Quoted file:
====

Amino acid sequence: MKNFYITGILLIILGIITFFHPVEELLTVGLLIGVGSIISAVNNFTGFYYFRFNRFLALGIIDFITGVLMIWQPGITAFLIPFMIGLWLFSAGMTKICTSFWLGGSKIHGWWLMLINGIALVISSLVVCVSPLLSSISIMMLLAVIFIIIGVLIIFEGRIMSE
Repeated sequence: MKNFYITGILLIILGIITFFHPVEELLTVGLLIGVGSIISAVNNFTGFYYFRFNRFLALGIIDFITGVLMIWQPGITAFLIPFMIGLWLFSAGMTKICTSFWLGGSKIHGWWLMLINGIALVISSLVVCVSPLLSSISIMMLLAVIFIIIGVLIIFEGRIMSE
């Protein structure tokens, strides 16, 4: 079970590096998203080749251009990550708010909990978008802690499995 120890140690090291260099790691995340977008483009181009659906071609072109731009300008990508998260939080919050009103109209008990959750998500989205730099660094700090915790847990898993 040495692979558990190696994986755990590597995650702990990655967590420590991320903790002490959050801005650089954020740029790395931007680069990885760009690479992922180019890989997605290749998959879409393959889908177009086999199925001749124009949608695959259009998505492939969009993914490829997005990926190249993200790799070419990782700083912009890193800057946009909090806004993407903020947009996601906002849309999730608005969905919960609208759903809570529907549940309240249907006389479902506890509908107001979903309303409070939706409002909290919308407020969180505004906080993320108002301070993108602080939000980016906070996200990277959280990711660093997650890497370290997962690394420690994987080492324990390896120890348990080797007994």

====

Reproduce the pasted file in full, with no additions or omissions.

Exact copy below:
Amino acid sequence: MKNFYITGILLIILGIITFFHPVEELLTVGLLIGVGSIISAVNNFTGFYYFRFNRFLALGIIDFITGVLMIWQPGITAFLIPFMIGLWLFSAGMTKICTSFWLGGSKIHGWWLMLINGIALVISSLVVCVSPLLSSISIMMLLAVIFIIIGVLIIFEGRIMSE
Repeated sequence: MKNFYITGILLIILGIITFFHPVEELLTVGLLIGVGSIISAVNNFTGFYYFRFNRFLALGIIDFITGVLMIWQPGITAFLIPFMIGLWLFSAGMTKICTSFWLGGSKIHGWWLMLINGIALVISSLVVCVSPLLSSISIMMLLAVIFIIIGVLIIFEGRIMSE
């Protein structure tokens, strides 16, 4: 079970590096998203080749251009990550708010909990978008802690499995 120890140690090291260099790691995340977008483009181009659906071609072109731009300008990508998260939080919050009103109209008990959750998500989205730099660094700090915790847990898993 040495692979558990190696994986755990590597995650702990990655967590420590991320903790002490959050801005650089954020740029790395931007680069990885760009690479992922180019890989997605290749998959879409393959889908177009086999199925001749124009949608695959259009998505492939969009993914490829997005990926190249993200790799070419990782700083912009890193800057946009909090806004993407903020947009996601906002849309999730608005969905919960609208759903809570529907549940309240249907006389479902506890509908107001979903309303409070939706409002909290919308407020969180505004906080993320108002301070993108602080939000980016906070996200990277959280990711660093997650890497370290997962690394420690994987080492324990390896120890348990080797007994």